Data: Upward Battle for African-American Males in Chicago
Unemployment rates for African-American males in Chicago are nearly three times higher than the national average, according to data released Monday by U.S. Rep. Danny Davis.
The Bureau of Labor Statistics reports that the national unemployment rate is 4.8 percent. This jumps to 8.1 percent for African-American males and skyrockets to 21 percent for African-American males in Chicago. The unemployment rate is at about 7 percent for the white population in Chicago.
The report comes on the heels of a report by the Corporation for Enterprise Development, published in late January in collaboration with the Chicago Urban League, which found Chicago’s racial wealth gap to be significantly worse than the national average.
Chicago Urban League President and CEO Shari Runner pointed to the data indicators highlighted by Davis as windows into understanding Chicago’s current levels of gun and gang violence.
“There’s so much silence about it as it relates to what’s happening,” Runner said. “We know it’s more than just African-Americans don’t want to do anything else than gangs and drugs, but if they don’t have any options or opportunities, there’s no choice.”
In June 2014, author and journalist Ta-Nehisi Coates published a long-form piece in The Atlantic called “The Case for Reparations,” using Chicago as a primary case study to make the argument that black Americans should receive reparations for decades of discriminatory housing, labor and education policies.
During a discussion at Northwestern University last month, Coates dubbed Chicago the “capital of black America,” and explained that showcasing disparities in the city strengthened his case.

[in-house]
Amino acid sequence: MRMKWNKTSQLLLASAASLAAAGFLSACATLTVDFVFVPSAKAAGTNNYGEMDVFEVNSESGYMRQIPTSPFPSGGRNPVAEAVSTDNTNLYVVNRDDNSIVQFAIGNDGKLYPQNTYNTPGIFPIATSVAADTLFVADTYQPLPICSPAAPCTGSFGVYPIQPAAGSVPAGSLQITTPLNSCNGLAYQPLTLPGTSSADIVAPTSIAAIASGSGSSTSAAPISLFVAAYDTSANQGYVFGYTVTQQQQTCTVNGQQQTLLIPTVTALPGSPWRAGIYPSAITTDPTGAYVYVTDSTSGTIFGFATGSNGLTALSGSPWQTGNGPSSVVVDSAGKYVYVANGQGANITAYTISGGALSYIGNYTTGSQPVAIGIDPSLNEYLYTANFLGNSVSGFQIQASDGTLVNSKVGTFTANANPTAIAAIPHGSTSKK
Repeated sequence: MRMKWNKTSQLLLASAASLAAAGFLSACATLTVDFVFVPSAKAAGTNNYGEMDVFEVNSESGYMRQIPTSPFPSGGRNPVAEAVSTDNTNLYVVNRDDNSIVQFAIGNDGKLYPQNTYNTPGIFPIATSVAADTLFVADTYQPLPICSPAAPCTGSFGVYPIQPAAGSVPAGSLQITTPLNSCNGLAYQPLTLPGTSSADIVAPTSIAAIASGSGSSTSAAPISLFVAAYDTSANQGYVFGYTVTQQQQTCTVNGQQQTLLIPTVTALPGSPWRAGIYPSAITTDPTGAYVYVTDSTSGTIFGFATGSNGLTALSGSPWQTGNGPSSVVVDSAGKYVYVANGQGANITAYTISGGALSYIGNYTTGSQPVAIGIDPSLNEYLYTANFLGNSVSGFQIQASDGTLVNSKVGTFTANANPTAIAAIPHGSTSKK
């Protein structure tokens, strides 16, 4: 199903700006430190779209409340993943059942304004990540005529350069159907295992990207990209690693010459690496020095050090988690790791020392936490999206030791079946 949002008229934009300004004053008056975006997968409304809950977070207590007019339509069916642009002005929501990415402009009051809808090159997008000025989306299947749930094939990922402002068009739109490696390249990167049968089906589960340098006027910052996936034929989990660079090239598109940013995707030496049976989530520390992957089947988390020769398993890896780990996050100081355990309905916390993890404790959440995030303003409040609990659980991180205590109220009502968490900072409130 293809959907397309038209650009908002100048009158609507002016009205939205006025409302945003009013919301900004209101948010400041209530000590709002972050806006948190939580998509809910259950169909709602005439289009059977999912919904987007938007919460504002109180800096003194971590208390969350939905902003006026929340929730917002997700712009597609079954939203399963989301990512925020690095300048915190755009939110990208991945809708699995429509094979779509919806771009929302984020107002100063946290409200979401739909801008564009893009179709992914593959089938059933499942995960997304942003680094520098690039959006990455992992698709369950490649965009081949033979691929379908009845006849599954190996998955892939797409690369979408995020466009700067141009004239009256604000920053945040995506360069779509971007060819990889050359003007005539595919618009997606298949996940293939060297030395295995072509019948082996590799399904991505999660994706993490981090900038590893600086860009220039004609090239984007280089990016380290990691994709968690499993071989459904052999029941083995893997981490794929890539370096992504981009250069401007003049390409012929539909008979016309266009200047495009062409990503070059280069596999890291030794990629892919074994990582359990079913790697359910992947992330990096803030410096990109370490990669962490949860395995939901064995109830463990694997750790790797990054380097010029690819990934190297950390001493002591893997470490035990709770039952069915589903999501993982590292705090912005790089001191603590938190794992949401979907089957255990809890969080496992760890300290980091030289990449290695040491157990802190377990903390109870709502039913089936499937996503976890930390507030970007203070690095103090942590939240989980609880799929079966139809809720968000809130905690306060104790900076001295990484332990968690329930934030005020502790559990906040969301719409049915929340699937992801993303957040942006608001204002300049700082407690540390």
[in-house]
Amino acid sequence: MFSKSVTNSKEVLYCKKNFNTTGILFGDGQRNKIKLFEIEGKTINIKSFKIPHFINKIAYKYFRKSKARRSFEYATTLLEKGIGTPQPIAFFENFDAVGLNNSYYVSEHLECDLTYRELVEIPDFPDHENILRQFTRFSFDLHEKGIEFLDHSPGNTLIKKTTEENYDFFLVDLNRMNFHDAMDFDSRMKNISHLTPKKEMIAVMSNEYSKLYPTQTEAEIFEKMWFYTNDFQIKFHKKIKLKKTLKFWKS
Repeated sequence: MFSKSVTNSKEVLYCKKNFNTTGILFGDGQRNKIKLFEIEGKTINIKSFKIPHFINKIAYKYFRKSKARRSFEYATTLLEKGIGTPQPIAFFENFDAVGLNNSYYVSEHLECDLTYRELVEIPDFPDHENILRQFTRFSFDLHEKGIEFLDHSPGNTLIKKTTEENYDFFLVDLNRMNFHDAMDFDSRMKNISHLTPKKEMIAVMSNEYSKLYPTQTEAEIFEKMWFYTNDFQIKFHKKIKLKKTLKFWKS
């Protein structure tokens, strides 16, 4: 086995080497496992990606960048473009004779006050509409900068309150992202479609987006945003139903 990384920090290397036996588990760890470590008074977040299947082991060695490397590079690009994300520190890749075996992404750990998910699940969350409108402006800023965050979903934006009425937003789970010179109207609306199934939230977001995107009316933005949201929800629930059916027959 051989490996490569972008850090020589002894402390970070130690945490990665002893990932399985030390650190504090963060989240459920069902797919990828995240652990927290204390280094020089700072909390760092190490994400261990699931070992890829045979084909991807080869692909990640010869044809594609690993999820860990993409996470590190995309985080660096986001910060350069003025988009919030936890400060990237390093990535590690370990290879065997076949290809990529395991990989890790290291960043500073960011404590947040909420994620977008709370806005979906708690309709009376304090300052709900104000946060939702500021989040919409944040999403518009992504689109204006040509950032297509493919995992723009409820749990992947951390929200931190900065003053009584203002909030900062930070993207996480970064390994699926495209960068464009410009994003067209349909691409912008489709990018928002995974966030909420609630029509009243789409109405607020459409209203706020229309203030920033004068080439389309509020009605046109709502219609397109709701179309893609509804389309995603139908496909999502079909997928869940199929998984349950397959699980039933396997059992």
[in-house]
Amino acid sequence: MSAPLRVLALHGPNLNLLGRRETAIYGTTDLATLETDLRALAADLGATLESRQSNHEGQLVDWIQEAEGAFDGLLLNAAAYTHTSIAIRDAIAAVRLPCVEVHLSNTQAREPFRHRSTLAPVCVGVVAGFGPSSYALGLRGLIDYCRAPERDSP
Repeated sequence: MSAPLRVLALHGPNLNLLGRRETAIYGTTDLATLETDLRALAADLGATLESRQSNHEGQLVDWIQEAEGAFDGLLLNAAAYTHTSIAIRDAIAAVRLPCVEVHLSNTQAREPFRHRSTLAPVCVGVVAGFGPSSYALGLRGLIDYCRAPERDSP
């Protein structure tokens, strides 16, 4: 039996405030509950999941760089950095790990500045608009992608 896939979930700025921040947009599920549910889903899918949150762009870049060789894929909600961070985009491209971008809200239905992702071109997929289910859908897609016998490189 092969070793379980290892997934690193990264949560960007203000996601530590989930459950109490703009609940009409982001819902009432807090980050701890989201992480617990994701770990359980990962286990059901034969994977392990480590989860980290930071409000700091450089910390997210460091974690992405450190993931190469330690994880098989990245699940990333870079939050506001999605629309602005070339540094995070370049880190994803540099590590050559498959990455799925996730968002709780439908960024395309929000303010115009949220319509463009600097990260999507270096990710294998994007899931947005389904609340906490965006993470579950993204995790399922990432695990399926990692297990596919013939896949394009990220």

“If you’re going to make the case for reparations, you’ve got to make it tight,” Coates said.
The Chicago Urban League is one of many organizations working to establish solutions to address some of the stark divides in unemployment and other factors for African-American men in Chicago, such as a program that provides career opportunities to African-Americans between the ages of 13 and 24.
Runner says, however, that it will take a multifaceted approach to truly begin chipping away at the disparities.
“It’s not any one thing that’s going to change this, it’s a strategic look at all of the factors that are contributing to this,” she said.
Runner listed education, transportation, housing, opportunity for jobs and stopping gun and gang trafficking as the areas that require current legislative attention before “addressing the bigger issues, which are consistent, generational barriers to success.”
Until “coordinated and structured responses” begin taking place, Runner expects reports to continue detailing the stark divide for African-American men in Chicago.
Davis echoed that sentiment, saying it would take a commitment from all levels of government to mitigate unemployment rates and the concentration of African-American males living below the federal poverty line.
“This isn't news anymore, it’s a repetition of facts,” Runner said.
Feb. 17: Days after CPS filed a lawsuit against the state claiming discriminatory school funding, the Illinois State Board of Education announced it has reached a tentative settlement in a similar case after a yearslong legal battle with the Chicago Urban League.
Feb. 1: The journalist and author spoke Tuesday night to a crowd of more than 1,000 Northwestern University faculty, staff and students on topics of race, journalism, politics and identity.
Dec. 21: While U.S. unemployment is at its lowest point in years, a new report shines a light on a racial disparity that’s especially prominent in Illinois.